3. Money Math: Addition and Subtraction by David A. Adler
Kids must first be taught what money is before you can teach them how to value it. With the introduction of US dollar bills and coins, David Adler teaches math basics. In addition to learning who the people on American currency are, kids will also learn their value.
With the finance book, parents are able to keep going back to it as their kids learn how to add and subtract. After they’ve learned to count numbers, they’ll be able to calculate how much change they’ll get back and how long it will take to save up.
4. Investing for Kids: How to Save, Invest and Grow Money by Dylin Redling and Allison Tom
Investing for Kids helps parents raise money-savvy children. Designed for kids aged 8 to 12, it gives them a basic understanding of how money works, including how to earn it and start saving. In turn, this gives kids hope for a bright future filled with money.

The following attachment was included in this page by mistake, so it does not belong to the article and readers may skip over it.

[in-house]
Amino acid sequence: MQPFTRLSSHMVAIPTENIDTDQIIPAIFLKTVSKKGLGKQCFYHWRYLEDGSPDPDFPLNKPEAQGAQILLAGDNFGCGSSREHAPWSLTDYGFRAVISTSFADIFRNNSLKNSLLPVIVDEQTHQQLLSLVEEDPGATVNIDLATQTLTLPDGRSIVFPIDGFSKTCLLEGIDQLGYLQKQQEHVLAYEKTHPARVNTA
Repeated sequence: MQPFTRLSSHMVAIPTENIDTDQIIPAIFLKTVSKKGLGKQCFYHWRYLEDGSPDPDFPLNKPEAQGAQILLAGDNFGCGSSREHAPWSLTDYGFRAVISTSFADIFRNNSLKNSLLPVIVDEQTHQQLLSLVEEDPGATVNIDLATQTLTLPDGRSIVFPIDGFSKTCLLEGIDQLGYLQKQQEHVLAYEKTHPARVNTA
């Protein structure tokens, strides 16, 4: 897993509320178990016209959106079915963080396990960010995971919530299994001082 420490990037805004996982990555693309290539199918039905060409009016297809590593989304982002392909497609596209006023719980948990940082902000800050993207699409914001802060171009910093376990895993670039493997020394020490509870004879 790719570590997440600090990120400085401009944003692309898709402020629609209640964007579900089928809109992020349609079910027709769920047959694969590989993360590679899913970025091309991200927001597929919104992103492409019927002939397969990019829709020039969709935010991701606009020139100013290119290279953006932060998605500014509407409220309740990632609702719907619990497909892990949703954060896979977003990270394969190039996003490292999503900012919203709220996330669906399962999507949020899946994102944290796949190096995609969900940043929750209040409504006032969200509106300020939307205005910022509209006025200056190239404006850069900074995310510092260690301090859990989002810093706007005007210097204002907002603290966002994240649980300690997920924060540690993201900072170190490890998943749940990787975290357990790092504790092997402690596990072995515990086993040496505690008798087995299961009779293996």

Kids aged 8 to 12 will learn how to invest in stocks and bonds, how to choose the right one, and how to build wealth with the help of Dollar Duo, Mr. Finance and Investing Woman. In addition to learning about “risk” and “reward,” kids will also learn how to diversify their portfolio and, ultimately, how to grow their money.
5. A Boy, a Budget, and a Dream (The Wealth ) by Jasmine Paul
Kass is meticulous about budgeting her money. Her brother Joey, however? Well, he’s not as responsible. Eventually, When Joey realizes that he doesn’t have enough money to pay for something he’s been dreaming of, he must either learn to budget or risk giving up on it.
With this finance book, Jasmine Paul, a Certified Financial Education Instructor, teaches kids how to save and be patient. Additionally, it promotes financial literacy, delayed gratification, asking for help, and diversity to children ages 4-8 in a fun and easy-to-understand manner.
6. If you Made a Million by David M. Schwartz
This award-winning finance book explains money and counting principles to 4- to 8-year-old kids through Marvelosissimo the Mathematical Magician. Beginning with a penny and ending with a million dollars, Marvelosissimo shows how coins and paper money add up. As well as talking about banks paying interest on deposits, he also shows how they charge loans to their borrowers.